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EPA fines North Dakota town over chlorine handling at water treatment plant

EPA fines North Dakota town over chlorine handling at water treatment plant
EPA fines North Dakota town over chlorine handling at water treatment plant

The Jamestown, North Dakota Finance and Legal Committee recently agreed to pay a fine of $2,080 to the U.S. Environmental Protection Agency over violations related to the handling of chlorine at a water treatment plant.

Reed Schwartzkopf, city engineer, said at the regular meeting for the Finance and Legal Committee that the violations were mostly administrative issues at the water treatment plant, according to the Jamestown Sun.

"There were no spillage and it mostly deals with administrative procedures," Schwartzkopf explained. "Mostly it dealt with the emergency operations plan and how much chlorine we had on hand and how it was handled."

According to the city engineer, the initial fine of $5,000 was lowered in a new filing from the EPA, adding that the agency's initial audit that uncovered the violations took place in the spring.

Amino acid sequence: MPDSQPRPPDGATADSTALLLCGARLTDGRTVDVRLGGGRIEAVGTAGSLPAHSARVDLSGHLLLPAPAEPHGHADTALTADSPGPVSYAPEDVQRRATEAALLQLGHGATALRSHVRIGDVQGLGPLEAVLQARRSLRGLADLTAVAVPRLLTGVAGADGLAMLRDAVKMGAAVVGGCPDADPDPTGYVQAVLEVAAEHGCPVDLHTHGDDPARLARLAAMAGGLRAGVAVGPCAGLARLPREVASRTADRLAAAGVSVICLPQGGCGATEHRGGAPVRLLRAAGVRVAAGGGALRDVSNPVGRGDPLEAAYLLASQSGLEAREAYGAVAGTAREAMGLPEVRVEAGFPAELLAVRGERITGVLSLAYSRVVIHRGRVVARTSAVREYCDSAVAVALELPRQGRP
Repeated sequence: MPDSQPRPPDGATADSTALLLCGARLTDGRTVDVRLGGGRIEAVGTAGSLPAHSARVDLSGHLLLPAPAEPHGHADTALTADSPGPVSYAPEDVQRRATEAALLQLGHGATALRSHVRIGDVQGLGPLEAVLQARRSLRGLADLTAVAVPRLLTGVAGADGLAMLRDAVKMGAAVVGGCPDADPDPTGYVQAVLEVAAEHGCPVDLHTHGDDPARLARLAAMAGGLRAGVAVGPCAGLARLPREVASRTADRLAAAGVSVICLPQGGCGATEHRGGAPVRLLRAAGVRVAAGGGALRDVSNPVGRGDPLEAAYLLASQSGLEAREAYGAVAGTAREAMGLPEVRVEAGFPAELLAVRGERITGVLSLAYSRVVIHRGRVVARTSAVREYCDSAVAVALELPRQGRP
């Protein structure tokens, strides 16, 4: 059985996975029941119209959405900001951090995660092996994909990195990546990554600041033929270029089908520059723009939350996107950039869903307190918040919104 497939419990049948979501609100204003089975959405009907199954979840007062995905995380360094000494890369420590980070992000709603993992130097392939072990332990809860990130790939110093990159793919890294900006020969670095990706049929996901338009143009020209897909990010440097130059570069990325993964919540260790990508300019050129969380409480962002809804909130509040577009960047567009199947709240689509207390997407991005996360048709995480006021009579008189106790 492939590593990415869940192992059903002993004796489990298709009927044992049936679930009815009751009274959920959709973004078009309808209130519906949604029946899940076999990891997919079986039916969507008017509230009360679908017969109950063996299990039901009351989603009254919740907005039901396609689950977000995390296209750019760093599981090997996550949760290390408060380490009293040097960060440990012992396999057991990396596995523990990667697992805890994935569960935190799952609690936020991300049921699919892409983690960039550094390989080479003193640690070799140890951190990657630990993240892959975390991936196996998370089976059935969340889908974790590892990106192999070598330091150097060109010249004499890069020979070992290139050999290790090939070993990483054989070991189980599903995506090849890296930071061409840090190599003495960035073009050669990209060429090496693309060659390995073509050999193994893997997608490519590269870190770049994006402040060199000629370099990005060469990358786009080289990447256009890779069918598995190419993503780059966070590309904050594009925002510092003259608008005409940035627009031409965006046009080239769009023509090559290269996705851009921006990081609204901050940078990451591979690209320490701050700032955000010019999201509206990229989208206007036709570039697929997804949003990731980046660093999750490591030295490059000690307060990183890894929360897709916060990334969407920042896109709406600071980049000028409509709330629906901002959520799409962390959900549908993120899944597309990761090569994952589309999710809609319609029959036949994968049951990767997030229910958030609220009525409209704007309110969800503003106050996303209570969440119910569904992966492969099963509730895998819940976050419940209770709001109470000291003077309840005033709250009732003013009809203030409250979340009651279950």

The fine levied against the city of Jamestown was the latest in a number of similar water contamination violations that have taken place across the country. In Keokuk, Iowa, the operator of a grain processing plant was recently ordered to pay a $4.1 million penalty over allegations that it illegally dumped industrial waste into the Mississippi River.

According to The Associated Press, the complaint from the EPA and the Justice Department claimed that Roquette America Inc. violated the Clean Water Act on a number of occasions in terms of the amount of pollution it was allowed to release into the environment. The company is accused of committing more than 1,000 violations related to wastewater and EPA maintenance compliance over the past several years.

"This settlement holds Roquette accountable for its multiple violations of the nation's Clean Water Act and requires sewer improvements, wastewater treatment upgrades, enhanced monitoring and independent compliance audits that will benefit public health and the environment for the people of Iowa for years to come," Ignacia Moreno, assistant acting attorney general of the Justice Department's Environment and Natural Resources Division, said in a statement. 

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